PS: No, I think the same is expected from them and now we actually have better knowledge and more trainers that monitor the players more. It's hard to say what the difference is but there is no question about it that there are more stress fractures happening in the women's game today.

SH: I imagine that makes quality depth that much more important because you can't count on having healthy players?

PS: You need to recruit the full 15. I can't count on them all this year because we still have some injury issues right now. Shantee Darrian is going to be better but she's going to have her moments when her injuries start to flare up. Danielle Howard, now I just don't know if she'll make it though the year healthy. Right now, Ashley has foot problem and she missed about six games this year. You almost have to look at kids who ran some track and whose bodies are used to the pounding. This is a whole other level and it's a physical challenge for a lot of players. Jessica, who was a freshman, was having knee problems because she didn't have any quad strength in her legs. I think she felt like she was hit with a sledge hammer when she started working out here. It all depends on the preparation before the player reaches college.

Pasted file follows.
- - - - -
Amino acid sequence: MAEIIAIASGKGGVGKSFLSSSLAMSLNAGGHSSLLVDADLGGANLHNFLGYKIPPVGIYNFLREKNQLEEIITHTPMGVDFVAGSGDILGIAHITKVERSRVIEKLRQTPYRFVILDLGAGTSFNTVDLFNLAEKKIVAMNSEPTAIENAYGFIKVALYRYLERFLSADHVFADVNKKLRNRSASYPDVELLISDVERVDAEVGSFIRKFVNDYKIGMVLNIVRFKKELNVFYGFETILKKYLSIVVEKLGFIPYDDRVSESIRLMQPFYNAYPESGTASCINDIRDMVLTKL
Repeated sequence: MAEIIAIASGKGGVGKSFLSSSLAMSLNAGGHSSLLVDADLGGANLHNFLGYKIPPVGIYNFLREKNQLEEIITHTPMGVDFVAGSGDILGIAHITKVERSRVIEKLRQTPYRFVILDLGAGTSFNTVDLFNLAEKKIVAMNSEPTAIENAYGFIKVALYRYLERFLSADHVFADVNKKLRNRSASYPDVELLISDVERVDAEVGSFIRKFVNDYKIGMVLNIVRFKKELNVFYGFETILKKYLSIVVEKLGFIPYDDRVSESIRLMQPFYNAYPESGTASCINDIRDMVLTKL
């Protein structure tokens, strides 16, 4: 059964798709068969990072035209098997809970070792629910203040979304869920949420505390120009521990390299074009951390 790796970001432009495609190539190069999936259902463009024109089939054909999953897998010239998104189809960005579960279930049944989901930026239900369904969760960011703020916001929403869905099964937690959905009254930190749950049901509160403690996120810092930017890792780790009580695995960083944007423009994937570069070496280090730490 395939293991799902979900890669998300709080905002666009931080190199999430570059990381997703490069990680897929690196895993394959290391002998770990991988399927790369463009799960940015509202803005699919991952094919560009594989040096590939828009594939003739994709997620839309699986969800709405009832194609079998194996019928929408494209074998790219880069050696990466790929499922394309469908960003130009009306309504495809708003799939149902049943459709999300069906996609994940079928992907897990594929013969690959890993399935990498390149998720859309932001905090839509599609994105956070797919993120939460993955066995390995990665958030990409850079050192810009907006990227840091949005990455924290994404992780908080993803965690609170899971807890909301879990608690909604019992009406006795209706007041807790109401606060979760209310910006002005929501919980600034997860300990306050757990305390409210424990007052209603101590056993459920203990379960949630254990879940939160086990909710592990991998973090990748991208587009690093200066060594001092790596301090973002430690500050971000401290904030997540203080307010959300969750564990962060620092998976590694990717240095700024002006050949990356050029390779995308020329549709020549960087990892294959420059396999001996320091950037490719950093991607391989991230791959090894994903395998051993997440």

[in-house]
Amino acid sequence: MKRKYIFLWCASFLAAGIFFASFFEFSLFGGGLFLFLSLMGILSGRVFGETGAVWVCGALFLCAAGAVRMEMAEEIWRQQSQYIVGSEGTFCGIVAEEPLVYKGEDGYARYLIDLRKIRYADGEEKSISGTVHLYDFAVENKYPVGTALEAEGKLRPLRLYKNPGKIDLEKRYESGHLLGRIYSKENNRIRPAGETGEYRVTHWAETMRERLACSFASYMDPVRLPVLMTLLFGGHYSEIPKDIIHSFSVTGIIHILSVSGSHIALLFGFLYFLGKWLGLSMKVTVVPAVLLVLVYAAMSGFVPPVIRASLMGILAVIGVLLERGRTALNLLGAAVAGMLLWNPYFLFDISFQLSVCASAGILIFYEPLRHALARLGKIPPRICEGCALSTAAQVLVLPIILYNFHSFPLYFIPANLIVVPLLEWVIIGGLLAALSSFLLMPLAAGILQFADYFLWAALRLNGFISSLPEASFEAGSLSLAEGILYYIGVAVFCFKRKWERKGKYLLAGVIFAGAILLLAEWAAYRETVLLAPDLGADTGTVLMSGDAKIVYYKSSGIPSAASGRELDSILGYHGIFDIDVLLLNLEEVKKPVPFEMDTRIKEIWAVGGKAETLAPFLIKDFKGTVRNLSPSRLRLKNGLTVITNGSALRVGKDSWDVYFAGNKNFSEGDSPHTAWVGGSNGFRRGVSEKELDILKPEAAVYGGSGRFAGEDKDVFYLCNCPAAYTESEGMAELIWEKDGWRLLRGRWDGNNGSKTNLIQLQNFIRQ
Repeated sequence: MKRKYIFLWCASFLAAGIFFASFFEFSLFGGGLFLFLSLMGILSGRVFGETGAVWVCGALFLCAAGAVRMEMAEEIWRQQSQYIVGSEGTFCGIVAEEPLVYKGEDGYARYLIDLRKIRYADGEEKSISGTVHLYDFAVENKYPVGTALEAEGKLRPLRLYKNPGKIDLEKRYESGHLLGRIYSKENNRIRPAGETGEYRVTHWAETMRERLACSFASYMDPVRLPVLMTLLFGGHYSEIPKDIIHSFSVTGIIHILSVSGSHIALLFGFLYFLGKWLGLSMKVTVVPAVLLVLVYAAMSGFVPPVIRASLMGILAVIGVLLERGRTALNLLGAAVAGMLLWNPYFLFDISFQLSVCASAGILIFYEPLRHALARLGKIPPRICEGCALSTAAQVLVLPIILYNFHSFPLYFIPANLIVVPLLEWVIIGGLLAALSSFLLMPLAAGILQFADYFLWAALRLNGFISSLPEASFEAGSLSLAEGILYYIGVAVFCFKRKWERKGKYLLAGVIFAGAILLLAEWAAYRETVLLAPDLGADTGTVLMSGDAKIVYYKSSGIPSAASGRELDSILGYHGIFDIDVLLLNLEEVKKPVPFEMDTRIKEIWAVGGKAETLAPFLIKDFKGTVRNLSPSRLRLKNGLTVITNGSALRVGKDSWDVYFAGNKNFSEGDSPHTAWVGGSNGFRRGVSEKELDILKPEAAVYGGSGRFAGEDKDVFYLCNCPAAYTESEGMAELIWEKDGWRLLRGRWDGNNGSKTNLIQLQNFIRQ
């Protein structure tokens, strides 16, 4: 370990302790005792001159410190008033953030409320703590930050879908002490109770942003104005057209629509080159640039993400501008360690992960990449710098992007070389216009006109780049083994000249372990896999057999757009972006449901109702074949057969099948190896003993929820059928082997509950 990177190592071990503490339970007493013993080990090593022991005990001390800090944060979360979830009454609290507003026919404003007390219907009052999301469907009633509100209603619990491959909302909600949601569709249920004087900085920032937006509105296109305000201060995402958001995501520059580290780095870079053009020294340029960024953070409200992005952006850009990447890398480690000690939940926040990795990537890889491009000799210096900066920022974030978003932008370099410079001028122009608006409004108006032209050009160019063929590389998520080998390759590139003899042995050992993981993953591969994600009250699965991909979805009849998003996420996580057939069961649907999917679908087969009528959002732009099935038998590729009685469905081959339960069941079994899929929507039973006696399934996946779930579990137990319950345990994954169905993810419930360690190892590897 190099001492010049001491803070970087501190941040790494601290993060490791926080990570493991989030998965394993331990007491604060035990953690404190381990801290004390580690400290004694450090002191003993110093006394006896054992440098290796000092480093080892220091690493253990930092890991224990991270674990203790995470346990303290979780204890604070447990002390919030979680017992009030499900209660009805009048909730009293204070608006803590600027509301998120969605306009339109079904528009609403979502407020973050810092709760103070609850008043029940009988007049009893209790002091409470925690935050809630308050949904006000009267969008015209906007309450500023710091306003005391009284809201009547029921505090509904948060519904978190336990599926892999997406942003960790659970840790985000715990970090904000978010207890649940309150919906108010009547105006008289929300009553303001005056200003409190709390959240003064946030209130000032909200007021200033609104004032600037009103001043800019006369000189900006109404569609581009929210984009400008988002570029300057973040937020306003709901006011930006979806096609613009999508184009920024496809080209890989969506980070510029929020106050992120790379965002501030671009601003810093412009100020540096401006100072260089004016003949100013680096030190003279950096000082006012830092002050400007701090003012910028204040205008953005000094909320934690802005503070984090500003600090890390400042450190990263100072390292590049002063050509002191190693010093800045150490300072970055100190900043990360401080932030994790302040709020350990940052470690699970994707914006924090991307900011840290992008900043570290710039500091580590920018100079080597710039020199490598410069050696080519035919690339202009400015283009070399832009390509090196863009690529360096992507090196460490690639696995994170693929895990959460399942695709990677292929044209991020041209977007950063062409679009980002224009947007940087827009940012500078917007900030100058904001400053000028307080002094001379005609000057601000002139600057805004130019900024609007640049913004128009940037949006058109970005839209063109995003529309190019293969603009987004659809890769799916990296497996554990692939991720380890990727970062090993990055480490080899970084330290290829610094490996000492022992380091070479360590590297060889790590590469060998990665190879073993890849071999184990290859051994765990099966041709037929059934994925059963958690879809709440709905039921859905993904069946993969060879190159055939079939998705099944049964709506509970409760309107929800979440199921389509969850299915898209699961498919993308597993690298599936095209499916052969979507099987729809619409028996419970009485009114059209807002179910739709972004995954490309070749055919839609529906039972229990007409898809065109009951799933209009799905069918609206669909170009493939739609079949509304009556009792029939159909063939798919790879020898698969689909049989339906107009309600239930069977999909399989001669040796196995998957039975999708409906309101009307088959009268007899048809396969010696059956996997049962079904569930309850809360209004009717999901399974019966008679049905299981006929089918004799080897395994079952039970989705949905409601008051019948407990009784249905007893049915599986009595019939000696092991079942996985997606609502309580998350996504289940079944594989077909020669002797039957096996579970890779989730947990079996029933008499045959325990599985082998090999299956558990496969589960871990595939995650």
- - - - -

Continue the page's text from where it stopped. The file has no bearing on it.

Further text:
SH: Let's talk a little about the Big East overall. How would you rank the Big East as a conference right now?

PS: I think the Big East is probably the best from top to bottom. You've got 16 teams and we were in the last quarter but we were still able to beat a top team like Louisville. The league is very good top to bottom. I think the league got eight teams into the tournament this year and four more that made the NIT. I think the ACC, SEC, and Big 12 are all great leagues but the depth of this league says a lot. I think the Big East programs are taking women's basketball very seriously these days. It's not just Uconn and Rutgers that have quality. It a great league up and down for the fans but a tough league obviously for the coaches.

SH: Things were so bad for the program in the recent past, I think people see the gradual movement toward solid, competitive play that is starting to show some results under your watch. Do you feel the progress happening or are you just caught up in the game to game preparation?